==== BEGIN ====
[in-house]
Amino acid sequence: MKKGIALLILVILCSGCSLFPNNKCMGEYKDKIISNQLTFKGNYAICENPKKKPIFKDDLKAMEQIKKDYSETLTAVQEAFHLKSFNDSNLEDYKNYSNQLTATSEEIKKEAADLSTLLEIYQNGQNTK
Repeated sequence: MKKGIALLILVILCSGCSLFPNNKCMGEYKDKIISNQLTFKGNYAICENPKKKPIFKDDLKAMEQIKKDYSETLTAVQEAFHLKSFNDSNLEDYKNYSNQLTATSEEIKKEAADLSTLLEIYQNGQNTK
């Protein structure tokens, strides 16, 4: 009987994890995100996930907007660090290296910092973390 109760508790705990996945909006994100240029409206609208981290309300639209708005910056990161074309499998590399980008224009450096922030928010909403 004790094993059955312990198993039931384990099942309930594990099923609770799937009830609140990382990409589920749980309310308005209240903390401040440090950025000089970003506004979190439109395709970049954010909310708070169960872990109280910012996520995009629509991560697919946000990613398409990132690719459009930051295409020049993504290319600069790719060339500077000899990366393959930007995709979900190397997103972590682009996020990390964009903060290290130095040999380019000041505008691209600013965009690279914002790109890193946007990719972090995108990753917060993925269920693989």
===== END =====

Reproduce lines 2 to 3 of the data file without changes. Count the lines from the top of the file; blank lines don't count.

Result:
Amino acid sequence: MKKGIALLILVILCSGCSLFPNNKCMGEYKDKIISNQLTFKGNYAICENPKKKPIFKDDLKAMEQIKKDYSETLTAVQEAFHLKSFNDSNLEDYKNYSNQLTATSEEIKKEAADLSTLLEIYQNGQNTK
Repeated sequence: MKKGIALLILVILCSGCSLFPNNKCMGEYKDKIISNQLTFKGNYAICENPKKKPIFKDDLKAMEQIKKDYSETLTAVQEAFHLKSFNDSNLEDYKNYSNQLTATSEEIKKEAADLSTLLEIYQNGQNTK